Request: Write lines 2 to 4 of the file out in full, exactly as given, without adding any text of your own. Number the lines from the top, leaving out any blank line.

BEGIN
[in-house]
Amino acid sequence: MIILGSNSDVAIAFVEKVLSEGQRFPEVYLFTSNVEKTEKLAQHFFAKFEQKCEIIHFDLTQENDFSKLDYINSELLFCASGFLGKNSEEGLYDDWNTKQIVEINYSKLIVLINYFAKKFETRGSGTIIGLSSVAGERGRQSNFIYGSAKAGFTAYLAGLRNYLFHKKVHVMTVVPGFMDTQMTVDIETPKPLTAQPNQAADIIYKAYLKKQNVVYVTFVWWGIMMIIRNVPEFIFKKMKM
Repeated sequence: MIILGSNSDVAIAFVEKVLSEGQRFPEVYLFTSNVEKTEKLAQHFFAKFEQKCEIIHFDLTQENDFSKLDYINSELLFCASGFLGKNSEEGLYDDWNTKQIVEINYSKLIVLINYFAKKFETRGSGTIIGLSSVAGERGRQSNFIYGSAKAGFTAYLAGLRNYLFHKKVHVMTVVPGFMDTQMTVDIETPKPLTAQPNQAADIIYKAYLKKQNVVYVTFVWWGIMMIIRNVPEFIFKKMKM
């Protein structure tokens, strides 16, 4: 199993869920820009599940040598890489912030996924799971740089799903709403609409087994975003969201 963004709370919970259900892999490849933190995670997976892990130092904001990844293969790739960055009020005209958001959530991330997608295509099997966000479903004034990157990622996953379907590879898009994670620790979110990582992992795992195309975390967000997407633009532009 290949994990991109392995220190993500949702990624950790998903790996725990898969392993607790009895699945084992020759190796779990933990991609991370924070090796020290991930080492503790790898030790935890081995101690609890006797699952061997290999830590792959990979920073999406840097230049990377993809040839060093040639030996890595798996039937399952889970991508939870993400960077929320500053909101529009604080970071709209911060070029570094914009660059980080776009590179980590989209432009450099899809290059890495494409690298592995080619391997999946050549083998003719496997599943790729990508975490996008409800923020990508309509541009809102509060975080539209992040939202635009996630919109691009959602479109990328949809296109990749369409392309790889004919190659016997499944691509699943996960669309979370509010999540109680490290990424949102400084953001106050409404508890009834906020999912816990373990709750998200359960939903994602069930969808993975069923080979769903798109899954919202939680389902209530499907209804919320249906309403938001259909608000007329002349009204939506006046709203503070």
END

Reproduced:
Amino acid sequence: MIILGSNSDVAIAFVEKVLSEGQRFPEVYLFTSNVEKTEKLAQHFFAKFEQKCEIIHFDLTQENDFSKLDYINSELLFCASGFLGKNSEEGLYDDWNTKQIVEINYSKLIVLINYFAKKFETRGSGTIIGLSSVAGERGRQSNFIYGSAKAGFTAYLAGLRNYLFHKKVHVMTVVPGFMDTQMTVDIETPKPLTAQPNQAADIIYKAYLKKQNVVYVTFVWWGIMMIIRNVPEFIFKKMKM
Repeated sequence: MIILGSNSDVAIAFVEKVLSEGQRFPEVYLFTSNVEKTEKLAQHFFAKFEQKCEIIHFDLTQENDFSKLDYINSELLFCASGFLGKNSEEGLYDDWNTKQIVEINYSKLIVLINYFAKKFETRGSGTIIGLSSVAGERGRQSNFIYGSAKAGFTAYLAGLRNYLFHKKVHVMTVVPGFMDTQMTVDIETPKPLTAQPNQAADIIYKAYLKKQNVVYVTFVWWGIMMIIRNVPEFIFKKMKM
């Protein structure tokens, strides 16, 4: 199993869920820009599940040598890489912030996924799971740089799903709403609409087994975003969201 963004709370919970259900892999490849933190995670997976892990130092904001990844293969790739960055009020005209958001959530991330997608295509099997966000479903004034990157990622996953379907590879898009994670620790979110990582992992795992195309975390967000997407633009532009 290949994990991109392995220190993500949702990624950790998903790996725990898969392993607790009895699945084992020759190796779990933990991609991370924070090796020290991930080492503790790898030790935890081995101690609890006797699952061997290999830590792959990979920073999406840097230049990377993809040839060093040639030996890595798996039937399952889970991508939870993400960077929320500053909101529009604080970071709209911060070029570094914009660059980080776009590179980590989209432009450099899809290059890495494409690298592995080619391997999946050549083998003719496997599943790729990508975490996008409800923020990508309509541009809102509060975080539209992040939202635009996630919109691009959602479109990328949809296109990749369409392309790889004919190659016997499944691509699943996960669309979370509010999540109680490290990424949102400084953001106050409404508890009834906020999912816990373990709750998200359960939903994602069930969808993975069923080979769903798109899954919202939680389902209530499907209804919320249906309403938001259909608000007329002349009204939506006046709203503070």